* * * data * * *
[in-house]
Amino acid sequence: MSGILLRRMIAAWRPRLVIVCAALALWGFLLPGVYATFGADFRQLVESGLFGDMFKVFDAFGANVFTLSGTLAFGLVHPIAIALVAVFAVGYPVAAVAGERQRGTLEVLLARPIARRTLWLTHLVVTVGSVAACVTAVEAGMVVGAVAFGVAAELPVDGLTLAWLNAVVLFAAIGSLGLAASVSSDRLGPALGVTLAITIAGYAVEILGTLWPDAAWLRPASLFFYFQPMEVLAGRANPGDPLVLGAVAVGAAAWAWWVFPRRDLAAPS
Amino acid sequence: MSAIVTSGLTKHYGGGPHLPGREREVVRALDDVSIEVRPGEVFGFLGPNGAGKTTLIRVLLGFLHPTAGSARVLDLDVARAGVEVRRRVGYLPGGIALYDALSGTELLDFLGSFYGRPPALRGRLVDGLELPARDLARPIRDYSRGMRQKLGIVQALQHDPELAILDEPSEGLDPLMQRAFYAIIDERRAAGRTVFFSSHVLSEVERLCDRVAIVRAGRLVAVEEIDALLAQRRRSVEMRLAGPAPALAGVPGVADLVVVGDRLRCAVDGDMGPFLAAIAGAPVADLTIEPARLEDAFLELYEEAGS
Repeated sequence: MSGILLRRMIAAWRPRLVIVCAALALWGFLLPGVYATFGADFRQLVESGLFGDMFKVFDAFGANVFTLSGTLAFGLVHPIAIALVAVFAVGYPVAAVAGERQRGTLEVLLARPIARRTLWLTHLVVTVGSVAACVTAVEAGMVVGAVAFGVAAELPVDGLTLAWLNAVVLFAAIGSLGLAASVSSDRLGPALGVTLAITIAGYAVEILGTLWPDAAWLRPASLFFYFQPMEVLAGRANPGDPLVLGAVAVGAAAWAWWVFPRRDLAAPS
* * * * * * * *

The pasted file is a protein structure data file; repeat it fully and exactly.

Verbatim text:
[in-house]
Amino acid sequence: MSGILLRRMIAAWRPRLVIVCAALALWGFLLPGVYATFGADFRQLVESGLFGDMFKVFDAFGANVFTLSGTLAFGLVHPIAIALVAVFAVGYPVAAVAGERQRGTLEVLLARPIARRTLWLTHLVVTVGSVAACVTAVEAGMVVGAVAFGVAAELPVDGLTLAWLNAVVLFAAIGSLGLAASVSSDRLGPALGVTLAITIAGYAVEILGTLWPDAAWLRPASLFFYFQPMEVLAGRANPGDPLVLGAVAVGAAAWAWWVFPRRDLAAPS
Amino acid sequence: MSAIVTSGLTKHYGGGPHLPGREREVVRALDDVSIEVRPGEVFGFLGPNGAGKTTLIRVLLGFLHPTAGSARVLDLDVARAGVEVRRRVGYLPGGIALYDALSGTELLDFLGSFYGRPPALRGRLVDGLELPARDLARPIRDYSRGMRQKLGIVQALQHDPELAILDEPSEGLDPLMQRAFYAIIDERRAAGRTVFFSSHVLSEVERLCDRVAIVRAGRLVAVEEIDALLAQRRRSVEMRLAGPAPALAGVPGVADLVVVGDRLRCAVDGDMGPFLAAIAGAPVADLTIEPARLEDAFLELYEEAGS
Repeated sequence: MSGILLRRMIAAWRPRLVIVCAALALWGFLLPGVYATFGADFRQLVESGLFGDMFKVFDAFGANVFTLSGTLAFGLVHPIAIALVAVFAVGYPVAAVAGERQRGTLEVLLARPIARRTLWLTHLVVTVGSVAACVTAVEAGMVVGAVAFGVAAELPVDGLTLAWLNAVVLFAAIGSLGLAASVSSDRLGPALGVTLAITIAGYAVEILGTLWPDAAWLRPASLFFYFQPMEVLAGRANPGDPLVLGAVAVGAAAWAWWVFPRRDLAAPS